When 1997 was the future

I’ve been rereading some short science fiction stories by Ray Bradbury, author of Faranheit 451. The collection, published in 1958, made me smile because of the future that Bradbury imagined but which didn’t happen, and in fact cannot happen. Perhaps the funniest example is the “space man” in the story Perchance to Dream smoking a cigarette through”a special helmet tube” after crashing on a planetoid. But elsewhere Bradbury writes of frequent breathable atmospheres (though this is a common phenomenon in lots of other Sci-Fi adventures, Star Trek being a major culprit), canned space flight food, a colonisable Mars and many other impossibilities or improbabilities. In Referent, Bradbury sets his story 40 years in his future, in 1997. Its characters whizzed from place to place in tubes, presumably powered by pressurised air, and small, spherical space ships plopped down in gardens willy-nilly (the main character carries out another Sci-Fi cliche by being able to commandeer and pilot a space ship without any training). Of course, the 1997 I remember clearly didn’t feature travel by cylindrical tubes or spherical space ships; that year I made a seven-month road trip across Canada in a battered Chevrolet panel van that would have been very familiar to Bradbury, and uploaded my first web site via an achingly slow dial-up connection.

But though I found the stories amusing, in the end I wondered what people in 60 years’ time reading (I assume they will still read) today’s science fiction will think of our predictions and the future we imagine. Will they laugh at our thoughts on artificial intelligence, space travel, aliens and the like. Bradbury assumed that changes happened quickly. But although he would be surprised perhaps by the roles in our lives of the Internet or the power squeezed into our smartphones, he would recognise our principal means of travel (metal boxes, four wheels, internal combustion engines; fixed wing aircraft; railway trains using infrastructure already 100 years old in his time), the food we eat, the places we live in, the diseases we die from and much besides . He would probably laugh at the crudity of what we call “robots,” space ships and space stations.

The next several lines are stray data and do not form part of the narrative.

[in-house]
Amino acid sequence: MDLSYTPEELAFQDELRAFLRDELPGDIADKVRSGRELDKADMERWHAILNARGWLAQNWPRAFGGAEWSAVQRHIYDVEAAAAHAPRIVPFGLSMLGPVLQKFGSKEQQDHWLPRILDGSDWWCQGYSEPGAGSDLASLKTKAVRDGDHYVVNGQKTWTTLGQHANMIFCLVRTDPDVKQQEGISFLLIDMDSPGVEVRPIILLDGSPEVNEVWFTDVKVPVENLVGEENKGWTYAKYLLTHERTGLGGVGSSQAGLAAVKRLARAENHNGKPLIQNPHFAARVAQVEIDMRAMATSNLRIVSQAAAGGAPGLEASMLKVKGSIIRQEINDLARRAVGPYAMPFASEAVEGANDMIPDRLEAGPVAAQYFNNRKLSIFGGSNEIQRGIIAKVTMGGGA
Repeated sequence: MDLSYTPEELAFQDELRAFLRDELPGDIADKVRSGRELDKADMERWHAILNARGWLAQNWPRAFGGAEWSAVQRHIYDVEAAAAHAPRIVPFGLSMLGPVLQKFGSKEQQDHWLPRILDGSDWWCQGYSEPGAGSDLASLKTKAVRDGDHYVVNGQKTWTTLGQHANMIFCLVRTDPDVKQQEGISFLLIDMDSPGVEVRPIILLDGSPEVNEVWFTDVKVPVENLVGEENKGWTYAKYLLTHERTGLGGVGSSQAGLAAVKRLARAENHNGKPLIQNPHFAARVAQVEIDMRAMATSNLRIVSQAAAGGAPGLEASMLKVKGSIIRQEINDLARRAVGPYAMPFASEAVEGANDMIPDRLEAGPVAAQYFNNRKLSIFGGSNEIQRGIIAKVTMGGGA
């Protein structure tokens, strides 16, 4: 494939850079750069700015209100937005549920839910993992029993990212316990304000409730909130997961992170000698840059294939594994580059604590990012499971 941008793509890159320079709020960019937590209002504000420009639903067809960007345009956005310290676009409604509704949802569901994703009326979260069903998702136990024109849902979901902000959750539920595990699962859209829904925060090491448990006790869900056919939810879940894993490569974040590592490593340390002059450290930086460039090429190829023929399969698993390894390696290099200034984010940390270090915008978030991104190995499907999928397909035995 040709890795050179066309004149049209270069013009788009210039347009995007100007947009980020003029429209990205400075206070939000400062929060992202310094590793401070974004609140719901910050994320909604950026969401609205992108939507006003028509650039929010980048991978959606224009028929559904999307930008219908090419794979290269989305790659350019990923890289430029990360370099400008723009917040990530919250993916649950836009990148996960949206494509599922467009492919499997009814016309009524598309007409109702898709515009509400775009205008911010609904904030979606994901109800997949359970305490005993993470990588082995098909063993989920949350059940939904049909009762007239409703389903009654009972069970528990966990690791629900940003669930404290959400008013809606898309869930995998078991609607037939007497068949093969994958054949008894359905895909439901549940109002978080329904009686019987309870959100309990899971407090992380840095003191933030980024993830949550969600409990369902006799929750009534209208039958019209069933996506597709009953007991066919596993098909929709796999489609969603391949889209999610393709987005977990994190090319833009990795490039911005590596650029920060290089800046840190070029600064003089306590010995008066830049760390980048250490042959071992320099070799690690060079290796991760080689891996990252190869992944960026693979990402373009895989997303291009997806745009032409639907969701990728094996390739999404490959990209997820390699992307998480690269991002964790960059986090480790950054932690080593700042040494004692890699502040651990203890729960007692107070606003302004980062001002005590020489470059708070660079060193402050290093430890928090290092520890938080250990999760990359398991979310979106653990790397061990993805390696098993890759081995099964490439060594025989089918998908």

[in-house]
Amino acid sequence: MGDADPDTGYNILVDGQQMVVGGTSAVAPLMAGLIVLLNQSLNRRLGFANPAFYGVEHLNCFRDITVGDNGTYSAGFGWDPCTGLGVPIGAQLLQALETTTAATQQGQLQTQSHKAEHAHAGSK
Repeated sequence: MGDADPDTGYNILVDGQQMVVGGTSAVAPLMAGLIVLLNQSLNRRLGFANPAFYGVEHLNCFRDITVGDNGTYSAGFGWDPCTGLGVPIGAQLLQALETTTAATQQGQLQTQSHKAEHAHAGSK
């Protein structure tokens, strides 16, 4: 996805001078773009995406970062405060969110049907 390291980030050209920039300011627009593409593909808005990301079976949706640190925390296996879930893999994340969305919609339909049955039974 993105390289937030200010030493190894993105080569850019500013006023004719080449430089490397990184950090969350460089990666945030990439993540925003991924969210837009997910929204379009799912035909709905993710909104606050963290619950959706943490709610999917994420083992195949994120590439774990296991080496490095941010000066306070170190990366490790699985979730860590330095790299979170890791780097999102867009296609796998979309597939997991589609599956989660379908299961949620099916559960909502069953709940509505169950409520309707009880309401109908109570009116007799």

We reached the moon just over a decade after he published these stories. Space travel is still in its infancy 50 years later. He feared and wrote about atomic armageddon and totalitarianism; perhaps climate change and far-right nationalism will produce a similar end times. I wonder that it might be better to get the future wrong!

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